The blog has been silent as I've just been too busy then too tired to write. Sam took a sudden turn for the worse on Friday afternoon, spiking high temperatures. The team acted quickly, but it meant that he needed a lot of investigations to try and find the source of infection. His TPN feed was stopped, a peripheral line was put into his foot for maintenance fluid and his post op surgical line in his arm was used for replacement fluids. His stomach was put on free drainage (picture a tube coming out his stomach with a bag collecting goop). An abdo xray was ordered at 9 pm, so this involved me holding Sam on his side for 10 mins before the xray - felt like was in a rugby scrum wrestling with an 18kg weight. Lots of blood tests etc, then after many doctor reviews it was 1am down to xray again for a chest xray. Anyway it was a long sleepless night, which showed that possibly a small part of his left lung had collapsed post op (it often does) and this could be the source of infection. He continued with hi-temps (hi-temps = hi vomitting) and a second long night. After 48 hours of unknown and very little sleep I really hit the wall. Francis returned to Akld yesterday to be in Starship with Sam and I returned home to hang with Jasmine and get her ready for school camp. We had a really neat night together and she left today. I quickly popped into school and gave Candace a hug and kiss before school, as I hadn't seen her since Thursday. I then went home and slept another 4 hours, ontop of the 10 hours I had just had.... so I am almost feeling human again.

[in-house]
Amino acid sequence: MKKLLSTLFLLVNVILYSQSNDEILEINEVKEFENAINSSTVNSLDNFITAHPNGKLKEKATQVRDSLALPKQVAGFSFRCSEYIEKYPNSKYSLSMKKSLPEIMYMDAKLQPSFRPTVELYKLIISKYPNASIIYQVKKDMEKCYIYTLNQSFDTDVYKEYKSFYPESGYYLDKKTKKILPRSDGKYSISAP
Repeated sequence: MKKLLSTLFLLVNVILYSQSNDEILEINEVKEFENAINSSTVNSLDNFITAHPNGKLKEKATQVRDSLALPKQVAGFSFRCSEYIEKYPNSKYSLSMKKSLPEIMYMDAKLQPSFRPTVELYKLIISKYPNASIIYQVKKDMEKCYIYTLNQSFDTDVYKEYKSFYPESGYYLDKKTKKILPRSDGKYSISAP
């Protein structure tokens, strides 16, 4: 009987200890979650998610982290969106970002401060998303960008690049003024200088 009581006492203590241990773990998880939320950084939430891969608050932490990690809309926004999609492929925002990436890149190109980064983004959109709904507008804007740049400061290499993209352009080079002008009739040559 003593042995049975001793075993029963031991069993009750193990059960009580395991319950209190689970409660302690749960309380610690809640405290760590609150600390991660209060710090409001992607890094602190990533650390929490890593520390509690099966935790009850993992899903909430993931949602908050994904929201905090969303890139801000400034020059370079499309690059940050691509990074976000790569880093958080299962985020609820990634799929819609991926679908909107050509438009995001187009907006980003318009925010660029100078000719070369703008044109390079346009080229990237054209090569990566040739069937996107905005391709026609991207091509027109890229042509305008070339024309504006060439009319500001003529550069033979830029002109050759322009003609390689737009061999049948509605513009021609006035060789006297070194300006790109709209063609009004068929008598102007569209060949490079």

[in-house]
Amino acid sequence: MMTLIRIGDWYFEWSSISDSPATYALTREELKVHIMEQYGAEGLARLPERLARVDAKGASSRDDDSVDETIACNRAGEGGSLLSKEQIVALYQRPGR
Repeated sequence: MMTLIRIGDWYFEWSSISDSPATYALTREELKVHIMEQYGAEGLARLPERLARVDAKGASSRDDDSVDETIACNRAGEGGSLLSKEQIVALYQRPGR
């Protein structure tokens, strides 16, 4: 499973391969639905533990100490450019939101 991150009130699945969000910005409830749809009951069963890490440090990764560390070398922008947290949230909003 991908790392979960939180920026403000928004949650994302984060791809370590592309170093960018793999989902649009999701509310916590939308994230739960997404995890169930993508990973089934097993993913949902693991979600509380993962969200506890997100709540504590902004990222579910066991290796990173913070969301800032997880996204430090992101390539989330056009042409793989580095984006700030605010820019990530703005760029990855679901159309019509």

Sam has thankfully turned the corner! His temps are not going as high and he has the glint back in his eye. He is still on regular strong antibiotics to deal to the infection. His surgery and bowel movements have become secondary to getting him well again and over this speed hump.
At 2 am one morning a new and different Dr came in to examine Sam - she had never met Sam before. She was asking Sam where it hurt and he was randomly pointing at his chest, his elbow etc... I was concerned that the Dr actually seemed to be believing him, so I interrupted the Dr and said, 'please watch this'. So I turned to Sam and said, 'Sam what did you have for dinner tonight?'..... He stared straight faced at me and said, 'ummm Broccoli, Chocolate and Pizza!'. I turned and smiled to the Dr and that simple interaction had her understanding that not all that Sam says is reality!
Francis just called to say that Sams gastro outputs have dropped dramatically (that means instead of vomitting/draining out, they could be going down), which is what we want. He has also done a couple of smudgey nappies.....
It's been a tough week - tiredness, physical exhaustion from restraining Sam, upsetting watching him struggle, disappointing as we don't see instant results.... but then I've learnt a lot too - patience is something that is definitely needed and I want quick results.... this is going to take time for his bowel to wake up and I am so quick to label everything as a 'good sign' or a 'bad sign'.... where it is just part of a long process. It's been heart warming and amazing as friends have rallied around the girls and taken them into their homes - both girls have loved where they have been staying and the care and practical support has been amazing. My dear friend Lynley continues to offer practical nursing help and relief so I can sleep and Sam loves hanging out with her.
The girls have taught Sam a knock knock joke - he doesn't get it, but has started telling the nurses and then wonders why they all laugh! I'm hoping he will share it with the surgical and gastro consultants, as it is particularly timely! It goes like this.... 'knock knock', 'who's there', 'Eyep'...... I leave you to finish it off and I hope it brings a smile to you. We continue to pray that this will be a reality for Sam very soon!